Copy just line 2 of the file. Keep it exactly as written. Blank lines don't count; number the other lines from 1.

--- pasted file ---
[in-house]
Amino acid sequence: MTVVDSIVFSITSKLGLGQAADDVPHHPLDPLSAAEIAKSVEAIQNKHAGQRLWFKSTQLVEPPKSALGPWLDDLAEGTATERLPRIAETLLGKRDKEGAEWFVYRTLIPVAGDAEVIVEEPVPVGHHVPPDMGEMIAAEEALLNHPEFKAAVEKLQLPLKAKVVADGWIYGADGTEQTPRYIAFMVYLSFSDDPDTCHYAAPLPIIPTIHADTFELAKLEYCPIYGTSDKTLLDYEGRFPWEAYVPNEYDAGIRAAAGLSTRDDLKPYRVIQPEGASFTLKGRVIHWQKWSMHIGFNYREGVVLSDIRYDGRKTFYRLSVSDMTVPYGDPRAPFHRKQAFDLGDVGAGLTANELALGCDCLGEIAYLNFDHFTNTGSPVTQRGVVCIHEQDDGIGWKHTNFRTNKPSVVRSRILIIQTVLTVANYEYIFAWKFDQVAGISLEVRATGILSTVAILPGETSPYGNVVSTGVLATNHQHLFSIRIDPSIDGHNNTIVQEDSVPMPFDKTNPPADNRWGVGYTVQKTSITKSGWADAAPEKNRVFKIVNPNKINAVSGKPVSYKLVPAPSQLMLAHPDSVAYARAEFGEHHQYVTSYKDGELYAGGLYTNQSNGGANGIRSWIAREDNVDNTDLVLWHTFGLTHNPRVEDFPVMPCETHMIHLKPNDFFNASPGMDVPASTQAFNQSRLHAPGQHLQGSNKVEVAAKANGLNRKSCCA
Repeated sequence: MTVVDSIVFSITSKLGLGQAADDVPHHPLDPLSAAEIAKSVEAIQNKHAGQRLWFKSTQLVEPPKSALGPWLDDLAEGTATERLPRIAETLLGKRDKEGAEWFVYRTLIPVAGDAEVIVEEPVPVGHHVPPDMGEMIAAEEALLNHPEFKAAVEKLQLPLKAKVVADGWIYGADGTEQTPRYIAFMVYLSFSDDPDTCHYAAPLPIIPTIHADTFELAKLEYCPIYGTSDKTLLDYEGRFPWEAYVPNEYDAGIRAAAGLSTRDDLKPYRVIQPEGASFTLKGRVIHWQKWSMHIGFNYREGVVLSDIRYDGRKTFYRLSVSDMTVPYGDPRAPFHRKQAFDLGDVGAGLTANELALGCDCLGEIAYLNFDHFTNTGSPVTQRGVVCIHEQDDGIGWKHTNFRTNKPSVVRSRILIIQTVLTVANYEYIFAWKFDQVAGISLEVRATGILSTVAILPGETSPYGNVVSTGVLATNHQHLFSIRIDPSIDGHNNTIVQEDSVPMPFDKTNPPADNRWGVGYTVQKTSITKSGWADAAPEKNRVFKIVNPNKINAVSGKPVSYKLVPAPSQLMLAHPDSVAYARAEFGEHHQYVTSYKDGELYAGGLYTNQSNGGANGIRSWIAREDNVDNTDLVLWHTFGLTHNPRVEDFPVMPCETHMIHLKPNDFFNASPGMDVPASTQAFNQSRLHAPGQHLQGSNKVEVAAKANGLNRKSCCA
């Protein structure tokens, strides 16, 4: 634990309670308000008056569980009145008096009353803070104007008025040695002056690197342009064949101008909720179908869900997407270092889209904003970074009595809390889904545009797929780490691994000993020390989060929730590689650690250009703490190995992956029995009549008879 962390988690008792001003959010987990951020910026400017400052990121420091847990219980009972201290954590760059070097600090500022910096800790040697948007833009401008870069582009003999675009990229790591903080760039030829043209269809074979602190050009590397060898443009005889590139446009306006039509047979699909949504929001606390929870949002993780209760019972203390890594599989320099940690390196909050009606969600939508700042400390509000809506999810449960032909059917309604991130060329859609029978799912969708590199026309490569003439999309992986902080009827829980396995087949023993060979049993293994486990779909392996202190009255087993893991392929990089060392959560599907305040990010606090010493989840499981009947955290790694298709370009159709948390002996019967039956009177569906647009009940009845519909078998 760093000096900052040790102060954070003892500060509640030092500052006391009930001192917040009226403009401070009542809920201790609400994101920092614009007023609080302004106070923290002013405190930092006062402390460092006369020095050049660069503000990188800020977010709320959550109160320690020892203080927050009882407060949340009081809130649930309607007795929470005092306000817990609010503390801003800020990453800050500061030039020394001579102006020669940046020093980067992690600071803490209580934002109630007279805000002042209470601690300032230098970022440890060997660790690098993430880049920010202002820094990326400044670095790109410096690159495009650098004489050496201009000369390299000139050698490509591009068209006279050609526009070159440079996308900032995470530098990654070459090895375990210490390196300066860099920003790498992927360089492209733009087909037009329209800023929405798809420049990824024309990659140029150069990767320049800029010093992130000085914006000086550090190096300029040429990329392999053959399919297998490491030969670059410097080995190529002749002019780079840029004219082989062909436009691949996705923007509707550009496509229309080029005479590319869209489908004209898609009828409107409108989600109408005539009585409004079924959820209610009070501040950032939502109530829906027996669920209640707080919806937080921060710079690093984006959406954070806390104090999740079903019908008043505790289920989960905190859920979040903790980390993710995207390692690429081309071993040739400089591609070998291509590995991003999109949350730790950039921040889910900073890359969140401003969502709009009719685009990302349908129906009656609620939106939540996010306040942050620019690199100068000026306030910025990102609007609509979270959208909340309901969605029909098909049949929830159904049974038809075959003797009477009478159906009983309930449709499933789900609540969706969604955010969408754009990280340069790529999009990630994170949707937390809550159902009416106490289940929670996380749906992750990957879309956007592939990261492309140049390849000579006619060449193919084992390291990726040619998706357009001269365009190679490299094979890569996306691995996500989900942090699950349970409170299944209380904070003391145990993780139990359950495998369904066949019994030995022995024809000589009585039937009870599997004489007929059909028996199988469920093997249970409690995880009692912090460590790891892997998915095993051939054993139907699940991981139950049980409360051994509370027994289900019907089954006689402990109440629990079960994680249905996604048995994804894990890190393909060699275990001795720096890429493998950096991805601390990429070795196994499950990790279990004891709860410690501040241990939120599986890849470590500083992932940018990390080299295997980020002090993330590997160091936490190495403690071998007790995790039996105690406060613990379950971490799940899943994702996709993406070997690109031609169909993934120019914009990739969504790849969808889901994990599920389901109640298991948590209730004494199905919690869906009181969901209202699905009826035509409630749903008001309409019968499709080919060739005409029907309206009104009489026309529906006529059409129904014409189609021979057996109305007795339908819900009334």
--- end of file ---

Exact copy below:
Amino acid sequence: MTVVDSIVFSITSKLGLGQAADDVPHHPLDPLSAAEIAKSVEAIQNKHAGQRLWFKSTQLVEPPKSALGPWLDDLAEGTATERLPRIAETLLGKRDKEGAEWFVYRTLIPVAGDAEVIVEEPVPVGHHVPPDMGEMIAAEEALLNHPEFKAAVEKLQLPLKAKVVADGWIYGADGTEQTPRYIAFMVYLSFSDDPDTCHYAAPLPIIPTIHADTFELAKLEYCPIYGTSDKTLLDYEGRFPWEAYVPNEYDAGIRAAAGLSTRDDLKPYRVIQPEGASFTLKGRVIHWQKWSMHIGFNYREGVVLSDIRYDGRKTFYRLSVSDMTVPYGDPRAPFHRKQAFDLGDVGAGLTANELALGCDCLGEIAYLNFDHFTNTGSPVTQRGVVCIHEQDDGIGWKHTNFRTNKPSVVRSRILIIQTVLTVANYEYIFAWKFDQVAGISLEVRATGILSTVAILPGETSPYGNVVSTGVLATNHQHLFSIRIDPSIDGHNNTIVQEDSVPMPFDKTNPPADNRWGVGYTVQKTSITKSGWADAAPEKNRVFKIVNPNKINAVSGKPVSYKLVPAPSQLMLAHPDSVAYARAEFGEHHQYVTSYKDGELYAGGLYTNQSNGGANGIRSWIAREDNVDNTDLVLWHTFGLTHNPRVEDFPVMPCETHMIHLKPNDFFNASPGMDVPASTQAFNQSRLHAPGQHLQGSNKVEVAAKANGLNRKSCCA